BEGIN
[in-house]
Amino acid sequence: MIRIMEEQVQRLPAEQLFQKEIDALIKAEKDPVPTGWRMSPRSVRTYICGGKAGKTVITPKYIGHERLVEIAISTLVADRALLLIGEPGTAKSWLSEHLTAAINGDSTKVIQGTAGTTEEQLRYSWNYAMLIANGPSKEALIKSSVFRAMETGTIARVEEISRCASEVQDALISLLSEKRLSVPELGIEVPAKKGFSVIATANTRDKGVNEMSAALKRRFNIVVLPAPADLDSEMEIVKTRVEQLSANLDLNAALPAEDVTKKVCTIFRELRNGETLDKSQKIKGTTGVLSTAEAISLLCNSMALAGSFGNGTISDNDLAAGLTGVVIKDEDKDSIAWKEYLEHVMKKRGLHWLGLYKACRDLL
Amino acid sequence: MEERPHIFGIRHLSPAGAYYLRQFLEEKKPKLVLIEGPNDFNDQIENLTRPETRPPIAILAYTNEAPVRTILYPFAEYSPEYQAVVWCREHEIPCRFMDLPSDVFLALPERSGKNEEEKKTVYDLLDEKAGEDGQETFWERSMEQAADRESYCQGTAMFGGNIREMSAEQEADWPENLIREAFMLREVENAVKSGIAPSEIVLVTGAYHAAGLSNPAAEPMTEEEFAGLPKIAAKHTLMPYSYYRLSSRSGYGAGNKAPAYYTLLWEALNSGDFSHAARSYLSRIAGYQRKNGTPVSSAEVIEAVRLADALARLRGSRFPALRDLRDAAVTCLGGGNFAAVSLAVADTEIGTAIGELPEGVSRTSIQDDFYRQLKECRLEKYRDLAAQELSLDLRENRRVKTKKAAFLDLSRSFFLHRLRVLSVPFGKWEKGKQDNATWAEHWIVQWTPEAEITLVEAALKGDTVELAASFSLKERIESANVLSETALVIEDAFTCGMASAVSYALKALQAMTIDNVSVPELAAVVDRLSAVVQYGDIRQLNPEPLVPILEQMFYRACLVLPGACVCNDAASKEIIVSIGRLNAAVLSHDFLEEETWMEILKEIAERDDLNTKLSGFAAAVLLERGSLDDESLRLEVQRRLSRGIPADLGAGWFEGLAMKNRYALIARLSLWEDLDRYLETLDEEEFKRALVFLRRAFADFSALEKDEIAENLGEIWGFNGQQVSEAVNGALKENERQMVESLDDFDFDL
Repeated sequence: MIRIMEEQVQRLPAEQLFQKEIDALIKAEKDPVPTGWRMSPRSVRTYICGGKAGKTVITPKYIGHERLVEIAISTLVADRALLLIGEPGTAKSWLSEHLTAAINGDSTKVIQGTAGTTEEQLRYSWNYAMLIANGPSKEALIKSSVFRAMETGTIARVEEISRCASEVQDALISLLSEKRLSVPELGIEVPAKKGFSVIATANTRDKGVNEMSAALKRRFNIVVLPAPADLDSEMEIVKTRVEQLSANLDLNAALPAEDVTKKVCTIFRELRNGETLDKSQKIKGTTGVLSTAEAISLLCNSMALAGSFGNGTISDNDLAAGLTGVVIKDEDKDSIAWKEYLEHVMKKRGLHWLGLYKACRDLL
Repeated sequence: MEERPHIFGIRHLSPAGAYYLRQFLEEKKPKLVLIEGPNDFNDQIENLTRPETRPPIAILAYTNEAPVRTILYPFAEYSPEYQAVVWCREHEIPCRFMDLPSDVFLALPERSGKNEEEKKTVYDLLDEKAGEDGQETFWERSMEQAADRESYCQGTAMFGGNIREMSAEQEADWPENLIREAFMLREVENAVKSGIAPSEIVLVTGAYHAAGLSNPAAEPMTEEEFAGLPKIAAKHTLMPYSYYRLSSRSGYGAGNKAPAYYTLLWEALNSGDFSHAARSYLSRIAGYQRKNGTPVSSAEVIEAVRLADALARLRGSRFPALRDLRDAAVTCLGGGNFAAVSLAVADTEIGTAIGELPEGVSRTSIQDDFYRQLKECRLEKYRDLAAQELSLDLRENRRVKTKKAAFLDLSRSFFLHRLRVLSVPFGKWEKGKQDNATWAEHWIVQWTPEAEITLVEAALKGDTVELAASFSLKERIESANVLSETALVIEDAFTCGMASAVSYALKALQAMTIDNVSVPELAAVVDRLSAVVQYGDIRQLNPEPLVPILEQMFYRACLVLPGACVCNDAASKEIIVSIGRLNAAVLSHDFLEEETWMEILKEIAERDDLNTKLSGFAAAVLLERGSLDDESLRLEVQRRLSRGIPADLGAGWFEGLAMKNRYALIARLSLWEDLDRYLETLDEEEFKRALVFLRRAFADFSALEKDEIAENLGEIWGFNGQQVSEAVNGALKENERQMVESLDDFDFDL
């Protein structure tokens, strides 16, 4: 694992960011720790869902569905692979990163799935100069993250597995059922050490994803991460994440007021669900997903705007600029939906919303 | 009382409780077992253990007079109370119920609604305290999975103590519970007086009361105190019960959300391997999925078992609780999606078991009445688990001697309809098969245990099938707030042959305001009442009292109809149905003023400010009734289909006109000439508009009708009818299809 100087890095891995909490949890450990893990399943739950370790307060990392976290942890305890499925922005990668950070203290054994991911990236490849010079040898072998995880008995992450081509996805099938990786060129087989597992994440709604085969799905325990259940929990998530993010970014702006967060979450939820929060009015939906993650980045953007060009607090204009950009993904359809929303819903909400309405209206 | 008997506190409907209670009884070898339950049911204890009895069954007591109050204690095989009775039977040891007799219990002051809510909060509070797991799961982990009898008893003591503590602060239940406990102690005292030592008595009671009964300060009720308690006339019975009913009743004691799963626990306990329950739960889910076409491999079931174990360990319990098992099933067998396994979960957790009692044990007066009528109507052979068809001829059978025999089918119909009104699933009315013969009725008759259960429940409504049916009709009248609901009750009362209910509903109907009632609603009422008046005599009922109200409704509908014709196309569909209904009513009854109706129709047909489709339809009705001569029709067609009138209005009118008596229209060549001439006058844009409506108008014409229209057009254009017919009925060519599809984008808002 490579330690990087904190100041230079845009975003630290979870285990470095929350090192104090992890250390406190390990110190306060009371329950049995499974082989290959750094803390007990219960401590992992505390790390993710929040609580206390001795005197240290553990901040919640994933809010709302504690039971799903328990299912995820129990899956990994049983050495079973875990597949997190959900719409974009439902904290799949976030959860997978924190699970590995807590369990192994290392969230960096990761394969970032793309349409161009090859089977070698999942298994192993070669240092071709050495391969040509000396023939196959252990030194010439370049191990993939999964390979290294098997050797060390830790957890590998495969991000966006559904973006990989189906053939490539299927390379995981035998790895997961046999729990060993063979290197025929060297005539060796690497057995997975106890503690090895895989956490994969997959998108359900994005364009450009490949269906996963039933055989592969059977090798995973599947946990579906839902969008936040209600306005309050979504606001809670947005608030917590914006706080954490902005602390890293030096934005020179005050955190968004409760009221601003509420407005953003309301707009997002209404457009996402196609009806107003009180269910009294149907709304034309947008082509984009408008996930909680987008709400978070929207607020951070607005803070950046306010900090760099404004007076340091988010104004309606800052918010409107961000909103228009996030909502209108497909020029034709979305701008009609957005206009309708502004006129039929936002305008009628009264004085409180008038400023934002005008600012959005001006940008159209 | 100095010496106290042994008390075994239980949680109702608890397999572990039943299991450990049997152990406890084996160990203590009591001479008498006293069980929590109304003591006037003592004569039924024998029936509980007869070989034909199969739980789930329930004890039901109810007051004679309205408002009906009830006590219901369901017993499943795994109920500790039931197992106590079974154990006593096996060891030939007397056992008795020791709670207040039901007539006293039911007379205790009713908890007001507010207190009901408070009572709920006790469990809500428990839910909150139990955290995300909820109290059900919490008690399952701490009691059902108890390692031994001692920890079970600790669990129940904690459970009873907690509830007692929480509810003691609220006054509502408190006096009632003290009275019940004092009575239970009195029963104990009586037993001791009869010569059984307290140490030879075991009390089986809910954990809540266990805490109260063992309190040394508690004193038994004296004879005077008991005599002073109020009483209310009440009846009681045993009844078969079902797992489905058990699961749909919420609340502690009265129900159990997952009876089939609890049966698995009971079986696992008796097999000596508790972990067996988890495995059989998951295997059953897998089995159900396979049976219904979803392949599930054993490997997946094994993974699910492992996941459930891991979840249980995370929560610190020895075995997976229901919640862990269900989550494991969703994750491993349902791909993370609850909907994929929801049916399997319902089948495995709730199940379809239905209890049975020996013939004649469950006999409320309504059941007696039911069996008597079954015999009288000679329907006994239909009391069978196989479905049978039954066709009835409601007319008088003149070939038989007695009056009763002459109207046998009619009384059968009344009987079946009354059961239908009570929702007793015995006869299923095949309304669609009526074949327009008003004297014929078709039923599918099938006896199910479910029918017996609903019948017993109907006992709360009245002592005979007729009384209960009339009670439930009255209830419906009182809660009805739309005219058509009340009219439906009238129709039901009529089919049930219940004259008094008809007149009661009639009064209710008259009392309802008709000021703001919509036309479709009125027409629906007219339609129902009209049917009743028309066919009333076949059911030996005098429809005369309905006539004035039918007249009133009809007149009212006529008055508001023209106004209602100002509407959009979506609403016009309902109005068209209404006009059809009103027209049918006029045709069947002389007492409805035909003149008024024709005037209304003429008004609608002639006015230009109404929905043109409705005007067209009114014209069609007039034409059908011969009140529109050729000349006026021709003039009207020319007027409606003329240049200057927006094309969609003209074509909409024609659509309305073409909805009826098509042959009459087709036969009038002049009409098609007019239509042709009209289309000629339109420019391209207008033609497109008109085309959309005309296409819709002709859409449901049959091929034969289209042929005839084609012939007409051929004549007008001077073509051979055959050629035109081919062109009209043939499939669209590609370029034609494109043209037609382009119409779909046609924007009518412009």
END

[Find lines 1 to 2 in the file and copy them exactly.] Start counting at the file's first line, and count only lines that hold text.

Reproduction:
[in-house]
Amino acid sequence: MIRIMEEQVQRLPAEQLFQKEIDALIKAEKDPVPTGWRMSPRSVRTYICGGKAGKTVITPKYIGHERLVEIAISTLVADRALLLIGEPGTAKSWLSEHLTAAINGDSTKVIQGTAGTTEEQLRYSWNYAMLIANGPSKEALIKSSVFRAMETGTIARVEEISRCASEVQDALISLLSEKRLSVPELGIEVPAKKGFSVIATANTRDKGVNEMSAALKRRFNIVVLPAPADLDSEMEIVKTRVEQLSANLDLNAALPAEDVTKKVCTIFRELRNGETLDKSQKIKGTTGVLSTAEAISLLCNSMALAGSFGNGTISDNDLAAGLTGVVIKDEDKDSIAWKEYLEHVMKKRGLHWLGLYKACRDLL